Neil Barofsky: Timothy Geithner's Call For Principal Reductions Is 'Political Posturing'

WASHINGTON - APRIL 20:  Neil Barofsky, Treasury Special Inspector General of TARP,  testifies during a Senate Finance Committ
WASHINGTON - APRIL 20: Neil Barofsky, Treasury Special Inspector General of TARP, testifies during a Senate Finance Committee hearing on Capitol Hill on April 20, 2010 in Washington DC. The committee is hearing testimony on President Obama's proposed fee on financial institutions to cover expected losses from the bank bailout. (Photo by Mark Wilson/Getty Images)

It's starting to look like Neil Barofsky and Timothy Geithner are never going to get along.

In a Monday column for Reuters, Barofsky, the former special inspector general for the Troubled Asset Relief Program, more or less called Geithner, the secretary of the U.S. Treasury and Barofsky's frequent sparring partner on matters of financial policy, a big, fat hypocrite.

Barofsky's latest beef is that Geithner has recently called upon the Federal Housing Finance Agency, and its intransigent acting head Ed DeMarco, to make with the principal reductions already, so that troubled borrowers whose home loans come through Fannie Mae and Freddie Mac can get out from under their debts and avoid foreclosure.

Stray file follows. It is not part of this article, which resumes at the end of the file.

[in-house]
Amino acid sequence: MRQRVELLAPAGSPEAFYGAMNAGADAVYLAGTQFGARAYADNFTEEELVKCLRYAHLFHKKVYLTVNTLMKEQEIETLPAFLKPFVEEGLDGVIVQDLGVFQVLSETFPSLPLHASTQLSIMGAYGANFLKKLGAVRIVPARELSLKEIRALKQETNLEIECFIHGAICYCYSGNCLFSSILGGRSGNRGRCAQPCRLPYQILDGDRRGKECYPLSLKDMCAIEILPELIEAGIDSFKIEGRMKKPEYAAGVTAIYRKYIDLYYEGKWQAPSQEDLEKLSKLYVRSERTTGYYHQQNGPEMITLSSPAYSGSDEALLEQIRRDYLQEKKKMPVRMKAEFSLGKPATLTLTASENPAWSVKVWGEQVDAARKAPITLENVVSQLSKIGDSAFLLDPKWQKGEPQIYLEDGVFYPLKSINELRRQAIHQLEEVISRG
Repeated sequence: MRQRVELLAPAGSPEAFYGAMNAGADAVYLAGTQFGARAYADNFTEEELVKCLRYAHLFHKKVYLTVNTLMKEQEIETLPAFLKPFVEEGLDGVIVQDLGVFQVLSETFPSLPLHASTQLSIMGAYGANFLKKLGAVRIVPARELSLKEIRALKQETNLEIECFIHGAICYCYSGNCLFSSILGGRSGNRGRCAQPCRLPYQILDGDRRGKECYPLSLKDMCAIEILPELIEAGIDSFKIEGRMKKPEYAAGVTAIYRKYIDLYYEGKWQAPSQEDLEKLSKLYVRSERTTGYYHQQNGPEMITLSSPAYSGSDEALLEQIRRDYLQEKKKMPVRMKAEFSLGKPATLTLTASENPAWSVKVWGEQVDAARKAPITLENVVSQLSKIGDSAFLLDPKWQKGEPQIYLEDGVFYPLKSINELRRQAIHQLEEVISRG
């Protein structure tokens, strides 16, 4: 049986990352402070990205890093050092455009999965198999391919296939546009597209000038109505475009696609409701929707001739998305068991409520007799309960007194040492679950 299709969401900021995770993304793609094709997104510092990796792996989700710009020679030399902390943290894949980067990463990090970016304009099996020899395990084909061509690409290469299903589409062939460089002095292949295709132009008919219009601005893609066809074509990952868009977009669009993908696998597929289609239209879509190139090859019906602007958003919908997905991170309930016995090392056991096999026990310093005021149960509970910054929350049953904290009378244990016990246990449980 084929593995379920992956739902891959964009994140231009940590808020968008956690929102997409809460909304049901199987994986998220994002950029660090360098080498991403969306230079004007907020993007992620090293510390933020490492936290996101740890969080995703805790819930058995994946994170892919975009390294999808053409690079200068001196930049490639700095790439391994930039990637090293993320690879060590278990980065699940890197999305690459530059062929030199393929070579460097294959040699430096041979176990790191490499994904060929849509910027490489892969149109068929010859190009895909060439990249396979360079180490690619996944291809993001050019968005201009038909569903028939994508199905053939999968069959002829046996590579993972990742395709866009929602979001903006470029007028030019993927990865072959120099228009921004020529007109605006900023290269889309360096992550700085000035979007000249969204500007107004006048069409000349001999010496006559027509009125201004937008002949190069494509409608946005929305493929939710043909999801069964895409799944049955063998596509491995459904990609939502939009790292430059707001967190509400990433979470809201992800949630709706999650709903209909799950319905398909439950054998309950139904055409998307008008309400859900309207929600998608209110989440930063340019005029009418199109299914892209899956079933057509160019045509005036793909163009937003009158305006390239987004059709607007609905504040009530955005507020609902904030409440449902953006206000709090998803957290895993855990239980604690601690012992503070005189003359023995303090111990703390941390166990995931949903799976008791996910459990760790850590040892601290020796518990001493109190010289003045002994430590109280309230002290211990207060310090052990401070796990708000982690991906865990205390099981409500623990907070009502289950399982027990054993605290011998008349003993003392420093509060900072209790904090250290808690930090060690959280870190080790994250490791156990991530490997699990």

It's not that Barofsky doesn't agree -- he writes that he's "championed principal reductions for years" -- but he's steamed that Geithner is arguing this position now, when the Treasury secretary previously held that principal reduction programs were a bad idea and could open the door to abuse. Given that it's an election year and all, Barofsky writes, Geithner's newfound pro-homeowner stance looks an awful lot like "political posturing."

We should probably take any exchange between these two with a grain of salt, since they have a history of friction. Barofsky released a book earlier this summer, called "Bailout," in which he criticized what he called Geithner's "brusque style," accused the secretary of trying to bigfoot the inspector general's authority, and noted that every now and then Geithner would turn the air blue with curse words.

It's hard to see how Barofsky calling out Geithner for a flip-flop does very much to help the country's distressed borrowers. Principal reductions through Fannie and Freddie, on the other hand, do at least stand a chance of putting a brake on the national foreclosure crisis. The FHFA itself has estimated that such a program could help as many as half a million borrowers, and save up to a billion dollars in taxpayer money.

Who is for and against principal reduction? Find out below.

Who Is For And Who Is Against Principal Reductions